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TPS63030: Converter is not responding to ENABLE signal
Part Number: TPS63030
Hello, i have the following circuit
which is pretty much a copy of the one in the datasheet, with a small difference, the enable line is externally driven, in this case an atmega328p, interestingly when activating the en pin, not only the signal didn't activate
the voltage on the line was 0.8v, when shorting it to a 3v3 rail it started working, so i took a multimeter and measured the current going into EN pin, turned out to be around 50ma!
moreover, this is not an isolated case, i have repeated the measurements on 4 devices, and in all of them the same happens
normally i'd think this means a perforated fet, however i can be sure the voltage never went above 4.5v on any pin, hence being well within specification
the truth is that im quite out of ideas, this is an excedengly simple circuit yet it's giving a pretty surprising problem
any help is appreciated
In reply to Brigitte:
Brigitte im aware of that, what I don't know and is baffling me is that the chips are systematically breaking and the maximum voltage possible in the whole system is 4.8v, also there is an other supply which has the same max voltage ratings and works perfectly
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In reply to diego guglielmi1:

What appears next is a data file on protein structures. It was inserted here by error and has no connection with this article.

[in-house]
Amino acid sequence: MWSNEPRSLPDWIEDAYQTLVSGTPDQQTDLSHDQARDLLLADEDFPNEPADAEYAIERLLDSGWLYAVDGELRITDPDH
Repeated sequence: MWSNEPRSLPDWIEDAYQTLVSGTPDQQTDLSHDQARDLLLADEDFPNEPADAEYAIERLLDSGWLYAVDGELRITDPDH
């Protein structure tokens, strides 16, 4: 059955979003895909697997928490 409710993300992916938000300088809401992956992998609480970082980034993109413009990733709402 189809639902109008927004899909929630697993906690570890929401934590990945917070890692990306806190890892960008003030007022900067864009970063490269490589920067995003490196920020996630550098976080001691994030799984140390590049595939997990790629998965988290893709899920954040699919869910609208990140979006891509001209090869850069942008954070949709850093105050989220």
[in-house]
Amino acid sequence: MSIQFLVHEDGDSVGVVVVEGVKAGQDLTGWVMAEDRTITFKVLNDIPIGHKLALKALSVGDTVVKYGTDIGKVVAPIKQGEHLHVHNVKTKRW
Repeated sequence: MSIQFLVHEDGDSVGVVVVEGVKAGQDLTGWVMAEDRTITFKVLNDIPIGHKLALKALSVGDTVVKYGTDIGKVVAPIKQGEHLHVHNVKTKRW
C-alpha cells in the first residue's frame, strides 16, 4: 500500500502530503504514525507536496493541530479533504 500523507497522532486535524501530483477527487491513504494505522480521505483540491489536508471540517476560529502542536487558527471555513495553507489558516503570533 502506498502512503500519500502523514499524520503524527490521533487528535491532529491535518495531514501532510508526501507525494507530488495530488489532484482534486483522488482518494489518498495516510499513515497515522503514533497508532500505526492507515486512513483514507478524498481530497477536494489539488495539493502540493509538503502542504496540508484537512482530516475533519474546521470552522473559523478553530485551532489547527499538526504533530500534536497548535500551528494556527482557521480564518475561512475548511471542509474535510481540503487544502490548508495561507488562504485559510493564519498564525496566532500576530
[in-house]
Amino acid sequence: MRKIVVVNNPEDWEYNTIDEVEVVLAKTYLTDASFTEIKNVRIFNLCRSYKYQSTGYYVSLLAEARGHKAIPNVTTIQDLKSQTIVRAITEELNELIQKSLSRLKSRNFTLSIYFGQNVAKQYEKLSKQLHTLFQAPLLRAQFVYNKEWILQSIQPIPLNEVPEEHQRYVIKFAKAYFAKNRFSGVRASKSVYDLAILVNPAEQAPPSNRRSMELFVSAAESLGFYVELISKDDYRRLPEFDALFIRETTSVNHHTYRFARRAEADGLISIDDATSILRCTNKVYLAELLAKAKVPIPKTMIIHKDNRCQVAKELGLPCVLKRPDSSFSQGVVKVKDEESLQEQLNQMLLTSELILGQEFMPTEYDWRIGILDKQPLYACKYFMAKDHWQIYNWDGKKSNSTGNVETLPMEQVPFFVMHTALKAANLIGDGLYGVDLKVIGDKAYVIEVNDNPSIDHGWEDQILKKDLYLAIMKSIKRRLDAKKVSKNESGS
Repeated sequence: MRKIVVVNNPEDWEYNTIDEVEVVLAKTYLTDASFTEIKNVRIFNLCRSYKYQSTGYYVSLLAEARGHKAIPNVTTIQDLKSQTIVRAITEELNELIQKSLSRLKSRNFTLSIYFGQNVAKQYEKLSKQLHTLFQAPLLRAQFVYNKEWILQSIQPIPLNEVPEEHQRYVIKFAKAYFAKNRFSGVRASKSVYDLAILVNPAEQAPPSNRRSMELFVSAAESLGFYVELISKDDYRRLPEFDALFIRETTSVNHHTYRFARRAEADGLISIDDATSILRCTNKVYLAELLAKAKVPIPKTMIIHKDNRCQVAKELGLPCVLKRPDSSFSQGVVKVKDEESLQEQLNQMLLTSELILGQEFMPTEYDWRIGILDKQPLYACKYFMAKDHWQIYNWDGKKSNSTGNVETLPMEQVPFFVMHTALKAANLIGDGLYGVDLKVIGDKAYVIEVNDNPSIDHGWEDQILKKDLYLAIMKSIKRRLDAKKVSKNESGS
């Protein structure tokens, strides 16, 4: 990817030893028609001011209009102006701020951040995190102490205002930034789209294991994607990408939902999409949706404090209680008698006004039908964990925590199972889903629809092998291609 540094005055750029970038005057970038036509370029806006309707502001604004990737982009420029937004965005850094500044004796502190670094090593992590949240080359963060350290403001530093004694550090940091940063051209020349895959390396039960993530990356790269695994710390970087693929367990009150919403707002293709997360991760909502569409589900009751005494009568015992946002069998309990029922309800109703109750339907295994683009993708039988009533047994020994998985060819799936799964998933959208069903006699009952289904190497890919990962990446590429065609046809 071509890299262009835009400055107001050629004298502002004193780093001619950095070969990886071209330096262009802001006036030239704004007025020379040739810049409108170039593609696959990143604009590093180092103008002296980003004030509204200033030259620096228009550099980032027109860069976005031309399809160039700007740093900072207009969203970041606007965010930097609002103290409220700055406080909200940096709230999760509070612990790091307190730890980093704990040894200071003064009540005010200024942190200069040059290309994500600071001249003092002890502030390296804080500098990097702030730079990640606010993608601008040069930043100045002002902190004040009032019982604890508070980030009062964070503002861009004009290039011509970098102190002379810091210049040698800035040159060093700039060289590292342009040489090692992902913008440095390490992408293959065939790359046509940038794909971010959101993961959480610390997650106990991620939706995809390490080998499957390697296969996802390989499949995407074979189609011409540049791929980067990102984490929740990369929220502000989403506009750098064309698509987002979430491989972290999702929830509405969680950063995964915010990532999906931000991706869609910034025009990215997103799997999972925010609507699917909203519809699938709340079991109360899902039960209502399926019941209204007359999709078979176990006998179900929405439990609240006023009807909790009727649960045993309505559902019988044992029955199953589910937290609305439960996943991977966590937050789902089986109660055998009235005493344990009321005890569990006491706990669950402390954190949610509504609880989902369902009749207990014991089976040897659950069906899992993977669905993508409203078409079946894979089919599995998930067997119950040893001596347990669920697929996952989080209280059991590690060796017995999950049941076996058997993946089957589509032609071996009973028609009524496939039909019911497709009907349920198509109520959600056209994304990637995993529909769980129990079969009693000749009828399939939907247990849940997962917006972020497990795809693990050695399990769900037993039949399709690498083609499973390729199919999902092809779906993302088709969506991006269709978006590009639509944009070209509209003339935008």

It is possible that you create overshoots above 4.8V and undershoots below GND in such a system when connecting cables to the board. These voltages can be a lot higher and lower than you would imagine if you never looked at them.
You could minimize the issue for example with a series resistor on this pin. Then the ringing that happens during connecting the Arduino will be reduced.
This pin is a high-impedance node and good design practice for high impedance nodes is to terminate it in general. But this is nothing specific to this pin, it is just good design practice to terminate all high-impedance input pins in a design.
For more information on buck-boost devices have a look at www.ti.com/buckboost
As I did not hear back from you, I expect the problem is solved and will close this thread. If you have further questions, add another post to reopen this thread or create another thread.
Hi Brigitte, sorry for the late answer, it was a trivia issue in the end, the board that drove this particular input had an other output pin connected to the driving pin, hence short circuiting to ground, making it appear as if it was the chip, sorry for wasting your time
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